Eskom has become a bit of a swear word for Gerhard Bruwer, the 2021 winner of Toyota and Agri SA’s Young Farmer of the Year award. Despite his success, he admits that his electricity bill, coupled with load shedding has become a major challenge.
“The only way of overcoming this problem is installing big solar energy so that we can be less dependent on Eskom. In the long run, [the power utility] could hurt our business,” he says in an interview with Food For Mzansi.
Bruwer (40) farms on Genade Boerdery in Douglas, about an hour outside Kimberley in the Northern Cape. The diversified family farming operation includes maize, wheat, barley, potatoes, lucerne, pecan nuts, cattle and grapes, among others. Popcorn farming also contributes significantly to his cashflow.
Looking ahead, the dynamic producer is set on farming more sustainably. “The most important [thing] is to farm sustainably so that one could produce more food for my community and the whole of South Africa,” he says.
Tiisetso Manoko: Let’s start with the big award you won late last year – the biggest of its kind for young farmers in Mzansi. Now that you’ve had some time to reflect on it, what does the award mean to you as a farmer?
Gerhard Bruwer: It remains a great privilege to have received this award as a young farmer in my area, [the Douglas district.] It proves that the sector does appreciate one’s time, hard work and commitment.
[However,] the big thank you will have to go to my farmworkers, who have been working tirelessly. The people that I do business with also contributed to my success. Positive energy and hard work pay off. This award was welcomed by everyone who works close with me and I thank everyone involved.
Farming isn’t easy. What are the biggest challenges you face?
My biggest challenge thus far has been Eskom. The electricity bill is way too much to keep up with it. Most of the equipment used on my farm are electricity-based. It takes a lot of electricity.
As an irrigation farmer I have to use electricity, so Eskom expenses and the continuous power cuts are a big challenge. The only way of overcoming this? We are busy installing big solar energy so that we can be less dependent on Eskom. In the long run [the power utility] could hurt our business,
We also have high input costs. So, for us to overcome it, we buy in bulk. We are three brothers who farm together, so we assist each other in buying whatever we need in bulk. It is easier on the pocket.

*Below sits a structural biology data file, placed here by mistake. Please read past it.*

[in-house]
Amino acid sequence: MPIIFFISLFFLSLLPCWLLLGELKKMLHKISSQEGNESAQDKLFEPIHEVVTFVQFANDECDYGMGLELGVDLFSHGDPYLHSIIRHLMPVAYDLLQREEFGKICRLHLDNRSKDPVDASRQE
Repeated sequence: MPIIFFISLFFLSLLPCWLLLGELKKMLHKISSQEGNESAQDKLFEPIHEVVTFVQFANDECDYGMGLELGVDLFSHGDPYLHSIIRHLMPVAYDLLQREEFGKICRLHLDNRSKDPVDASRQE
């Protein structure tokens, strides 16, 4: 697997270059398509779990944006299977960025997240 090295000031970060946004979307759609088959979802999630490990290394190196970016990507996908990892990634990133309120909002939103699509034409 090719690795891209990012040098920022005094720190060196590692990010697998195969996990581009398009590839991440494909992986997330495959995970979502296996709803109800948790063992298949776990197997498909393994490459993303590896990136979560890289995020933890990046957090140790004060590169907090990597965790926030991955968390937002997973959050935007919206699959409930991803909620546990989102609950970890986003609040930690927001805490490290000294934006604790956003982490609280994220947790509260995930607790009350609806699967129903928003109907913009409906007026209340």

What has been your biggest lessons learned since embarking on farming?
One needs to learn from the best and [also] be willing to learn. Farming is a very complex industry. It is not for the faint-hearted. It needs patience and the right mindset [to face all the] challenges [you will] encounter. Working together with other farmers can really help. We learn from one another as farmers, which is something that you can take further in your life.
What does 2022 hold for you?
The most important [thing] is to farm sustainably so that one could produce more food for my community and the whole of South Africa. My primary aim is to play my part in ensuring food security does not become [an area of] concern [in the country.] I also want to do things much bigger and better this year.
Also, I want to embark on long-term, sustainable plans and not just short-term decisions. So, I am going into 2022 with loads of energy and enthusiasm to truly achieve great things.
And your advice to young farmers who are looking up to you?
Farming needs commitment. There are no holidays in this industry. It needs people who are hands-on and willing to work 365 days a year. It also needs people who are resilient as there are several issues that need to be addressed on a daily basis. So, my simple advice would be to enter farming with an open mind and the willingness to work hard.
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